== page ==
Nice to meet you in Spanish | English to Spanish Translation - SpanishDict
In this free video language lesson, you'll learn how to say the French word for " pleased to meet you": "enchanté" or, for women, "enchantée. For instance: Nice to meet you - Enchanté (M) / Enchantée (F) Do I say enchantée because I'm a female even though my counterpart is male?. It is, like Spanish, French or Italian, a Romance language, and people who hear it for Like nouns, -a usually indicates the feminine form. . Nice to meet you.
However there are a few instances where you really need to be careful. Pollo is chicken, however, polla is something entirely different read here. Make sure you remember this at 5am when you are drunkenly ordering a chicken kebab, otherwise it can lead to some pretty awkward moments.
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Club When Americans come to Spain, one of the first things they do is hit up the crazy night life here. Tons of bars and clubs where you can drink and dance til dawn, Spain has a plethora of night spots to chose from. However, once you have finished at the bars and you want to go get your dance on, you head out to the club.
Except dance clubs in Spanish are discotecas or discos. To put it mildly, a club in Spanish is usually a whorehouse on the side of the highway aka puti club. Estoy caliente One of the biggest problems where Spanish and English differentiate is when you cannot translate word for word. Rather I just find it baffling! So confusing, can someone please explain?
Preservativo This one is another false friend in Spanish. BUT, I've never had to use French in a business situation, and if there's anything I learned about Spanish when I lived in Mexico, it's that there's often a disconnect between what I learned in high school and actual etiquette. Any other quick suggestions for business etiquette? I know there are plenty of guides online, but I don't have time to read them and prep for my meeting If it matters, I am a something female addressing who are likely to be 30 or something males.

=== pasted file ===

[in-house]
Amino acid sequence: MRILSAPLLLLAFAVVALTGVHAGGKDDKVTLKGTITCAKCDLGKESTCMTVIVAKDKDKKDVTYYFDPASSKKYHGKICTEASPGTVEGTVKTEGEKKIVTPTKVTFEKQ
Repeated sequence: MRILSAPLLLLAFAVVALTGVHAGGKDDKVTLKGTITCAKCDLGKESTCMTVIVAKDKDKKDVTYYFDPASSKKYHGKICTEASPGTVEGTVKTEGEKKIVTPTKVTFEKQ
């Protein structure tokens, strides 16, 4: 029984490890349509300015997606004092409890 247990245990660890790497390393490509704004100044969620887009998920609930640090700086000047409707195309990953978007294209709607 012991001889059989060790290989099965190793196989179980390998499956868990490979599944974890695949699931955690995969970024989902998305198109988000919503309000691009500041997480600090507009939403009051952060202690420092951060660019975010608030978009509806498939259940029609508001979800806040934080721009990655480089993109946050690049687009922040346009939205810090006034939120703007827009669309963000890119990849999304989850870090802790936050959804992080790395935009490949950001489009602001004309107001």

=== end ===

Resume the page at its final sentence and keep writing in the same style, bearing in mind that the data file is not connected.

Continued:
I'm fairly sure I've heard it around the office when new people are brought in, and it's a standard response to an introduction. It suggests a level of interest that you probably don't intend. If I were a man and were addressing a considerably older woman say, I was 40 and meeting an 80 year-oldI might use the term as a kind of "polite" way to show respect and acknowledge the beauty of a woman beyond a certain age. As a woman, I wouldn't use it. It's the men who are supposed to be enchanted by me, not the other way round!
My experience is also in french canada, however. I was brought up in a French Canadian household, went to French Canadian schools, and I work in a bilingual office. Again I say that it never had any flirtatiousness attached to it, ever, and I was taught it was a common reply to an introduction. Perhaps women are taught differently.
But I clearly recall receiving that very reply, more than once, in professional settings. He is a polite man. El es un hombre educado. That girl has good manners. Isn't it interesting that education in Spanish means knowing how to act correctly in society? He is an educated man. Other words used for describing having good manners in Spanish, such as courteous and courtesy are cortes and cortesia respectively.
You are showing good manners in Spanish with these phrases.
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You can also use the response: Often when a native speaker in Mexico extends his hand to greet you, other than just saying his name you may hear: Those two phrases basically mean "at your service". Again these normal protocol phrases show that they are being polite in Spanish. When the person says their two last names, the first is the father's last name, the second is the mother's.
It is combined with the first name only, not the last name. Coming from an informal culture such as the one of the United States, some of these phrases may see a little extravagant or too elegant.
However, they are phrases that are typically accepted or expected in normal conversation.
You will be considered polite in Spanish, not exaggerated. While being introduced to people whether man or a woman, it is normal to extend your hand and shake theirs.
Among those who are middle class and richer, it is also common to shake hands and to greet women with a quick kiss on the cheek. Just to be clear: Man to man is just shaking hands. Among the poor, as in a missionary working with the poor, just a handshake and not kissing on the cheek is the most common and least offensive. Asking "What did you say?